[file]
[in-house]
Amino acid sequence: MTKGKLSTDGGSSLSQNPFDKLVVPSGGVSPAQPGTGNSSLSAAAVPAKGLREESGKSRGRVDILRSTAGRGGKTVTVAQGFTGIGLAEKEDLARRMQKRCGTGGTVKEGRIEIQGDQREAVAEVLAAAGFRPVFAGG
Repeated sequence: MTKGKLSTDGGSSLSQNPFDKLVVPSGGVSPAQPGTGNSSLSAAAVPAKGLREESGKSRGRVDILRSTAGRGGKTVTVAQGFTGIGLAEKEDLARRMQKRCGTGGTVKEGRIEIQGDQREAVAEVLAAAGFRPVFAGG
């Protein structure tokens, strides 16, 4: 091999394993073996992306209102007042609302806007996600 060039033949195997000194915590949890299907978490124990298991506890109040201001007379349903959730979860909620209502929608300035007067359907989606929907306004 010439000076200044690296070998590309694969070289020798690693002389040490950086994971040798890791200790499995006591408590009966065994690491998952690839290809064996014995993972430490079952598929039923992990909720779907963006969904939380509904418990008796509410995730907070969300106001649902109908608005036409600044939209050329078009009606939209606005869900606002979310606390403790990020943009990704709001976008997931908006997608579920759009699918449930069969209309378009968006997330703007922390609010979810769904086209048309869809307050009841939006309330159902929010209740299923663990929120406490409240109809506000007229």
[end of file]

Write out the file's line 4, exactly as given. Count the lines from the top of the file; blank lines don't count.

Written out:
């Protein structure tokens, strides 16, 4: 091999394993073996992306209102007042609302806007996600 060039033949195997000194915590949890299907978490124990298991506890109040201001007379349903959730979860909620209502929608300035007067359907989606929907306004 010439000076200044690296070998590309694969070289020798690693002389040490950086994971040798890791200790499995006591408590009966065994690491998952690839290809064996014995993972430490079952598929039923992990909720779907963006969904939380509904418990008796509410995730907070969300106001649902109908608005036409600044939209050329078009009606939209606005869900606002979310606390403790990020943009990704709001976008997931908006997608579920759009699918449930069969209309378009968006997330703007922390609010979810769904086209048309869809307050009841939006309330159902929010209740299923663990929120406490409240109809506000007229």